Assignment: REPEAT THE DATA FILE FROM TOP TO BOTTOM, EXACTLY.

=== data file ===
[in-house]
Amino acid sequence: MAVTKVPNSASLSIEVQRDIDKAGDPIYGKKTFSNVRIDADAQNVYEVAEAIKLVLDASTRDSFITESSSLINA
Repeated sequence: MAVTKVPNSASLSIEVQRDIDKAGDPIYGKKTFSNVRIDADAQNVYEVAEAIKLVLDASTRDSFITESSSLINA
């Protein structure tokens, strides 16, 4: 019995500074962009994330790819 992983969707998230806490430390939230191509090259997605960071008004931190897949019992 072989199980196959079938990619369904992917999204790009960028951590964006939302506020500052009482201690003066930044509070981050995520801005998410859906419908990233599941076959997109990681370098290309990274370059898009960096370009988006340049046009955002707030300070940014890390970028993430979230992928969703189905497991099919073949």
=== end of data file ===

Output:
[in-house]
Amino acid sequence: MAVTKVPNSASLSIEVQRDIDKAGDPIYGKKTFSNVRIDADAQNVYEVAEAIKLVLDASTRDSFITESSSLINA
Repeated sequence: MAVTKVPNSASLSIEVQRDIDKAGDPIYGKKTFSNVRIDADAQNVYEVAEAIKLVLDASTRDSFITESSSLINA
């Protein structure tokens, strides 16, 4: 019995500074962009994330790819 992983969707998230806490430390939230191509090259997605960071008004931190897949019992 072989199980196959079938990619369904992917999204790009960028951590964006939302506020500052009482201690003066930044509070981050995520801005998410859906419908990233599941076959997109990681370098290309990274370059898009960096370009988006340049046009955002707030300070940014890390970028993430979230992928969703189905497991099919073949």